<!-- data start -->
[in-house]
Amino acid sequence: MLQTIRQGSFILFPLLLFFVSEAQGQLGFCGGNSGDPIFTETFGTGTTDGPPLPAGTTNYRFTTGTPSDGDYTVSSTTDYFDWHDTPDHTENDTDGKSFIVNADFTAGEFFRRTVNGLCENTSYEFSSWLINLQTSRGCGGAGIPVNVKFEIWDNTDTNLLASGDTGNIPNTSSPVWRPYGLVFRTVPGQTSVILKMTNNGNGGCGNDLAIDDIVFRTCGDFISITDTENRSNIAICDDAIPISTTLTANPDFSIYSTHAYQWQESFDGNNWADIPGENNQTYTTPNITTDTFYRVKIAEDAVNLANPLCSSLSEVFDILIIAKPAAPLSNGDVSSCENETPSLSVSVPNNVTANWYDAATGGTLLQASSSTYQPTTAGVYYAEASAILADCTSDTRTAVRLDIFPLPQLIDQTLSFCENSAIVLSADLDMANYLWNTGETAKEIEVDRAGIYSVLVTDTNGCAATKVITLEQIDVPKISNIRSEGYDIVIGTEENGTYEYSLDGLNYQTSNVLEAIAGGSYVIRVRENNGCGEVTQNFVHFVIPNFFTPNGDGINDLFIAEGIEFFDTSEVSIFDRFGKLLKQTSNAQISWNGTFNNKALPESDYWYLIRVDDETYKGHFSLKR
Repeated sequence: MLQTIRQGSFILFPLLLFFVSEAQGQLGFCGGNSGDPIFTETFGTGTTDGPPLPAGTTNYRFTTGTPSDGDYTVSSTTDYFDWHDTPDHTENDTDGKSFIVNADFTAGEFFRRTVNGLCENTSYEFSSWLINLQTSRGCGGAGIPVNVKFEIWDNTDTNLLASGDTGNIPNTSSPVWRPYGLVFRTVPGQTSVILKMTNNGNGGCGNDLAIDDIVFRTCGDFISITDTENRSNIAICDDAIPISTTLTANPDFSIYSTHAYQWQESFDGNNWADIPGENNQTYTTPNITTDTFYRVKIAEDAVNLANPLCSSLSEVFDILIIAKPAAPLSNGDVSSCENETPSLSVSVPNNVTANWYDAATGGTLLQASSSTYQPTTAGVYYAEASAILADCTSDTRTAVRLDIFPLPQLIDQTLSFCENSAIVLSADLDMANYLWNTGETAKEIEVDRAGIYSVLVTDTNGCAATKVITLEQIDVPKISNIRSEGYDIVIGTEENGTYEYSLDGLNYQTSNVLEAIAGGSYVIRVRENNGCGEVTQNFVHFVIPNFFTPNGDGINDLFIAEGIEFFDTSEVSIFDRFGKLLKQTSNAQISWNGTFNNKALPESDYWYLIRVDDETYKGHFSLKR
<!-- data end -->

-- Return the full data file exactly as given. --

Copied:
[in-house]
Amino acid sequence: MLQTIRQGSFILFPLLLFFVSEAQGQLGFCGGNSGDPIFTETFGTGTTDGPPLPAGTTNYRFTTGTPSDGDYTVSSTTDYFDWHDTPDHTENDTDGKSFIVNADFTAGEFFRRTVNGLCENTSYEFSSWLINLQTSRGCGGAGIPVNVKFEIWDNTDTNLLASGDTGNIPNTSSPVWRPYGLVFRTVPGQTSVILKMTNNGNGGCGNDLAIDDIVFRTCGDFISITDTENRSNIAICDDAIPISTTLTANPDFSIYSTHAYQWQESFDGNNWADIPGENNQTYTTPNITTDTFYRVKIAEDAVNLANPLCSSLSEVFDILIIAKPAAPLSNGDVSSCENETPSLSVSVPNNVTANWYDAATGGTLLQASSSTYQPTTAGVYYAEASAILADCTSDTRTAVRLDIFPLPQLIDQTLSFCENSAIVLSADLDMANYLWNTGETAKEIEVDRAGIYSVLVTDTNGCAATKVITLEQIDVPKISNIRSEGYDIVIGTEENGTYEYSLDGLNYQTSNVLEAIAGGSYVIRVRENNGCGEVTQNFVHFVIPNFFTPNGDGINDLFIAEGIEFFDTSEVSIFDRFGKLLKQTSNAQISWNGTFNNKALPESDYWYLIRVDDETYKGHFSLKR
Repeated sequence: MLQTIRQGSFILFPLLLFFVSEAQGQLGFCGGNSGDPIFTETFGTGTTDGPPLPAGTTNYRFTTGTPSDGDYTVSSTTDYFDWHDTPDHTENDTDGKSFIVNADFTAGEFFRRTVNGLCENTSYEFSSWLINLQTSRGCGGAGIPVNVKFEIWDNTDTNLLASGDTGNIPNTSSPVWRPYGLVFRTVPGQTSVILKMTNNGNGGCGNDLAIDDIVFRTCGDFISITDTENRSNIAICDDAIPISTTLTANPDFSIYSTHAYQWQESFDGNNWADIPGENNQTYTTPNITTDTFYRVKIAEDAVNLANPLCSSLSEVFDILIIAKPAAPLSNGDVSSCENETPSLSVSVPNNVTANWYDAATGGTLLQASSSTYQPTTAGVYYAEASAILADCTSDTRTAVRLDIFPLPQLIDQTLSFCENSAIVLSADLDMANYLWNTGETAKEIEVDRAGIYSVLVTDTNGCAATKVITLEQIDVPKISNIRSEGYDIVIGTEENGTYEYSLDGLNYQTSNVLEAIAGGSYVIRVRENNGCGEVTQNFVHFVIPNFFTPNGDGINDLFIAEGIEFFDTSEVSIFDRFGKLLKQTSNAQISWNGTFNNKALPESDYWYLIRVDDETYKGHFSLKR